Friday, October 23, 2015

It doesn't matter what Exxon knew about global warming. What matters is our response.

I see in the news a ton of reporting about what Exxon executives knew about climate change in the 70s, 80s and 90s. Liberals at The Nation charge that Exxon, it's executives and its partners conspired to hide the evidence that they already knew. Some are calling for the Department of Justice to investigate. At the Breitbart News, they're saying that Exxon was just being responsibly cautious for their shareholders.

Like many of us, I have been reading about climate change for a long, long time. I remember reading decades ago in Car and Driver Magazine that a few volcanoes have burped up more C02 than the entirety of human history. I would agree with them and I know that there are going to be more volcanoes doing the same thing. The next big one could go off in Yellowstone National Park in our lifetime. That's just how the earth works. But I also agree that we shouldn't tempt fate by adding to the problem, and at the rate we're going, we're adding to the problem.

Lately, I've been getting into lawn care and went to my local Intermountain Farmers Association store to learn more about how to care for lawns. I have a nice home and want to keep the lawn in good shape.

While talking with one of the salespeople there, we discussed the timing of lawn care. He pointed out that in years past, there would always be a hard freeze in the middle of October. He says we haven't had that for two years in a row now, and we're already into late October without a hard freeze. I'm relatively new to Utah and while talking to people who've been here for a long time, they say they can remember more than 30 years ago how there used to always be snow on the ground in the winter. Not so much anymore. The evidence is clear that the climate is changing.

Unfortunately, there are still some people who want to debate the point about whether or not it's caused by man or not. Even if much of the work was done by a few volcanoes, there are plenty of other reasons we should avoid carbon. For example, there are many reports of ocean acidification, health issues with carbon extraction in the oil, coal and gas industries. Even if the "alarmists" are wrong, why tempt fate? But they're not wrong. There is a 97% consensus of more than 12,000 published papers supported by a global scientific consensus that global warming is caused by humans.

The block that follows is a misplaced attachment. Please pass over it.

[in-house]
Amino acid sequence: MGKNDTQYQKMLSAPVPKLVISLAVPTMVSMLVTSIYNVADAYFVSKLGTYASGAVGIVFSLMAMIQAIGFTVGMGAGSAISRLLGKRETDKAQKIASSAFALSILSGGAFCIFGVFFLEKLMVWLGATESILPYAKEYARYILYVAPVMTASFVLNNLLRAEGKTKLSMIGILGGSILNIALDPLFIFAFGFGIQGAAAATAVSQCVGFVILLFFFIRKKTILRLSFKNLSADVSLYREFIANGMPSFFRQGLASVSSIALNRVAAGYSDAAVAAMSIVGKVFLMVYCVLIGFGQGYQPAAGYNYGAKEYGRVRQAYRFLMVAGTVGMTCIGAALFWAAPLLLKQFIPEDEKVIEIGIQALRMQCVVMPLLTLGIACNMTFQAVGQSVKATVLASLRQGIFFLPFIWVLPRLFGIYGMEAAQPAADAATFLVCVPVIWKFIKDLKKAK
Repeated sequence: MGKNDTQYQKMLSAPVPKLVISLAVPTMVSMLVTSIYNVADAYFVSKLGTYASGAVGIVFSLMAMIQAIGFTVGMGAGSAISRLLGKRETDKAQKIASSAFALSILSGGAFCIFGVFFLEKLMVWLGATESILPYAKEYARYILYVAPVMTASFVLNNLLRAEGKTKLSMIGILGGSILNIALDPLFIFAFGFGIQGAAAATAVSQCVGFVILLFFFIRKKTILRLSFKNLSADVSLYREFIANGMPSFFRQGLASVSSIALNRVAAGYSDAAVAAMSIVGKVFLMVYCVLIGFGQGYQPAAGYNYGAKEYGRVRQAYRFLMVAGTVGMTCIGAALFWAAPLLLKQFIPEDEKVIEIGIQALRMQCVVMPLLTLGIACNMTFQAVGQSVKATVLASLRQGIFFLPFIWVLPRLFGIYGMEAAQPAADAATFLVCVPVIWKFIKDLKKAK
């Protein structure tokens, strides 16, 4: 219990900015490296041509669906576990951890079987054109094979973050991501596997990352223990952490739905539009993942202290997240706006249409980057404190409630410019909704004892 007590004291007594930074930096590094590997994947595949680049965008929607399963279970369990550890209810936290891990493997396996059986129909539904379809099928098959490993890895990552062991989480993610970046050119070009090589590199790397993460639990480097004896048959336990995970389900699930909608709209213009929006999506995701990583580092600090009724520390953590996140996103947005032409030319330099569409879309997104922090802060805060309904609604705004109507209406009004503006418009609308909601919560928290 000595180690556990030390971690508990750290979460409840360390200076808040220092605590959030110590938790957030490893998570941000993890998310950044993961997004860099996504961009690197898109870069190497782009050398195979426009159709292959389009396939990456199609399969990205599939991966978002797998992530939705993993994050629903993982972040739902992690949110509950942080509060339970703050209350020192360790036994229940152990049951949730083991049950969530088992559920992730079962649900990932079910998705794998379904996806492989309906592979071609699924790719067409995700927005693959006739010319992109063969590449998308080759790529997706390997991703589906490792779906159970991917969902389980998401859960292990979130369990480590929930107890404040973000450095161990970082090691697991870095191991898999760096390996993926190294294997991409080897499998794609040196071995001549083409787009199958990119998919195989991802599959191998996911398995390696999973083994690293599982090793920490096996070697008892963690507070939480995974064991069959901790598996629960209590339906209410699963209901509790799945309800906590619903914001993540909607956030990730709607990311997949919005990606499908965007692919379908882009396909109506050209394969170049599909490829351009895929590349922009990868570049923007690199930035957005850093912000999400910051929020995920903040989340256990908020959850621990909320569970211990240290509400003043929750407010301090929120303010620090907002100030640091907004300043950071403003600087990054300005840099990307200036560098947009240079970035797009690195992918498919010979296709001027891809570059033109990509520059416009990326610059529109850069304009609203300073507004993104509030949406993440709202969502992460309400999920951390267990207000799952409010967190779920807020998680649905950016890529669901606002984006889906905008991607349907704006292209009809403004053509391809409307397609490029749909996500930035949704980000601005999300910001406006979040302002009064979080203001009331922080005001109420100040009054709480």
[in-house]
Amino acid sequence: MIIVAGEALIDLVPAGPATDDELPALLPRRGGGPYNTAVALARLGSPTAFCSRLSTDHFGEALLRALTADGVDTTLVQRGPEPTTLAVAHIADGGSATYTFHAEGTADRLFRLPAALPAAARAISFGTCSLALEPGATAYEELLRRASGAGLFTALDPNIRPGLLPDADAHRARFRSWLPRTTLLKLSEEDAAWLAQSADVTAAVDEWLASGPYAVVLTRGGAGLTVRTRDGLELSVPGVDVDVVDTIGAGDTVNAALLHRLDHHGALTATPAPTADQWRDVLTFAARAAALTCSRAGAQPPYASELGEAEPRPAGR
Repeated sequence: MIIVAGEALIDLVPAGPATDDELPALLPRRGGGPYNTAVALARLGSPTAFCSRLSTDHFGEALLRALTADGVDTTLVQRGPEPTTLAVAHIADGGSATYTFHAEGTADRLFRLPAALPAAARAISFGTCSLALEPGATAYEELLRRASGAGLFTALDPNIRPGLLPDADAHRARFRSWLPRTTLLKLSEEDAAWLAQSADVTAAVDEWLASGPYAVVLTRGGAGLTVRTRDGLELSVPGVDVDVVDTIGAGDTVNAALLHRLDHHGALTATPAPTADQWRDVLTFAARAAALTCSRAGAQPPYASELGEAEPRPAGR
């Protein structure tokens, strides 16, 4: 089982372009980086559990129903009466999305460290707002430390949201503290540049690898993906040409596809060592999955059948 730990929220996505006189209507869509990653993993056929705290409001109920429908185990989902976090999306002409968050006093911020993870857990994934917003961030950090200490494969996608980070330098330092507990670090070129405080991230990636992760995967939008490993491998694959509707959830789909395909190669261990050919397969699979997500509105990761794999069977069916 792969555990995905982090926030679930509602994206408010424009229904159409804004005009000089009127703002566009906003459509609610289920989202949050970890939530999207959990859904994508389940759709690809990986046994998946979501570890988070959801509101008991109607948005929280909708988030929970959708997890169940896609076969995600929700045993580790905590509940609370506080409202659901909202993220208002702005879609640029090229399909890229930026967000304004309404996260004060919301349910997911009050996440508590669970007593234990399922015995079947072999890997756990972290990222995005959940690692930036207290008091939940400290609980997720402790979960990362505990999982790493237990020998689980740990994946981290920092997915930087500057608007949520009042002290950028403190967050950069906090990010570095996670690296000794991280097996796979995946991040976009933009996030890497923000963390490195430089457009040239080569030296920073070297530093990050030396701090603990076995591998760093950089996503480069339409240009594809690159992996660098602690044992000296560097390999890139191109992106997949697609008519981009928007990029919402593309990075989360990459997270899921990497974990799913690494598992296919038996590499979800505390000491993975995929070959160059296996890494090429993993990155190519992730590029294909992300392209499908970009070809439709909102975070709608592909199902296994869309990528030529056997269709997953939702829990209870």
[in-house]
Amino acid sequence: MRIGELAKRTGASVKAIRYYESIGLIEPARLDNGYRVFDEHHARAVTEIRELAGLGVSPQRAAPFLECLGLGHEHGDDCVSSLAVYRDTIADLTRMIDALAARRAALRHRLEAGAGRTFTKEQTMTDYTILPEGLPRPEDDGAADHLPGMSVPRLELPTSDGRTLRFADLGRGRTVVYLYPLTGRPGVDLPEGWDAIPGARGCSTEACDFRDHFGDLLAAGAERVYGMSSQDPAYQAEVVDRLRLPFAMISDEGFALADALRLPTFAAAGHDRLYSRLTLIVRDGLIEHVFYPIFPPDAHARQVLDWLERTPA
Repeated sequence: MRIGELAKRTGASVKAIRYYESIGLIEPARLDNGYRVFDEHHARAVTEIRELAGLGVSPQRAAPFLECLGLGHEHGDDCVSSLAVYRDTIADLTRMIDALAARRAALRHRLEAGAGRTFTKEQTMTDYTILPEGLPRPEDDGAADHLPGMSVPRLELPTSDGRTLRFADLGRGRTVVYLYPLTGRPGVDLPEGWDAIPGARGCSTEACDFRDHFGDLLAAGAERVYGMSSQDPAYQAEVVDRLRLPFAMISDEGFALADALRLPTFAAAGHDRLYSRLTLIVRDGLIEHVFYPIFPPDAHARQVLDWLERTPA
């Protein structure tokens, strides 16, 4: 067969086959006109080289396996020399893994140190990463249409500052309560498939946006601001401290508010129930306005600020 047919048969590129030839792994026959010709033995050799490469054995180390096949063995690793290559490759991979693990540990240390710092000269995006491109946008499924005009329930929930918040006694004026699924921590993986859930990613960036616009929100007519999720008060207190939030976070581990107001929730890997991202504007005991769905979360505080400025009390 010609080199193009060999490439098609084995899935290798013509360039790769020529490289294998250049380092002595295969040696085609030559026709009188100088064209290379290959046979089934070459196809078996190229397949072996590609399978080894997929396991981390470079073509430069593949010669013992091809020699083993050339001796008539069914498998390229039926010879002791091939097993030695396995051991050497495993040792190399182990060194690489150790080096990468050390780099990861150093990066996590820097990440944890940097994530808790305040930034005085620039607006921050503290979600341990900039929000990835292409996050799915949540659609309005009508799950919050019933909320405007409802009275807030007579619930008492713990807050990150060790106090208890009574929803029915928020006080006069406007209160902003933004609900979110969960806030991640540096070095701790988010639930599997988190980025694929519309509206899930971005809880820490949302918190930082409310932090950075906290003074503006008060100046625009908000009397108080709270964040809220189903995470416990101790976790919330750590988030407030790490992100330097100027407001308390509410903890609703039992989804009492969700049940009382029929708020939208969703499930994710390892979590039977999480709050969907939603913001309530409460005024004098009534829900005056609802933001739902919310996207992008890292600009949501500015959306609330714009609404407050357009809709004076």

My perspective in general has changed as a result of what I'm seeing. For example, I no longer have any desire for a sports car. I mean, how can I enjoy the car when it's farting CO2 everywhere, adding to the possibility that my girls are going to see winters in their lifetimes where there will be no snow here? Even in my little economy car, I feel a certain sense of guilt as I commute to work. I feather the pedals to conserve energy on my daily trek.

By analogy, I have a hard time understanding how salesmen and corporate executives can work in a company, any company, that sells carbon for money without losing sleep at night. How do they sleep knowing that the planet just isn't going to be the same as it was when they started? That the planet will have less snow and more superstorms near the equator? That ocean levels will rise devastating the low lying areas around the world?

Much of the prosperity we've seen up to this point has come at the cost of the climate since most of our energy is supplied by carbon in the form of coal and natural gas. That is starting to change and the pace is accelerating. I just hope it's not too little too late. While I can understand the need to seek justice and prosecute the people responsible for climate change, I think we had better keep our eyes on the ball and work towards cleaning up the planet for the next generation to enjoy.

I see the shiny new TVs every time I go to Costco. There are gizmos everywhere to distract us from while the earth heats up. Phones, tablets, video game consoles and tiny little computers for the geeks among us. How can I enjoy all these wonders without guilt? Solar power. Wind. Thorium. Conservation. Population control through education. This is how we reduce demand for the products sold by Exxon.

If we're lucky, we can avoid the runaway greenhouse process that could happen if we don't change course soon enough. We can do it. All it takes is a little bit of mindful action every day.
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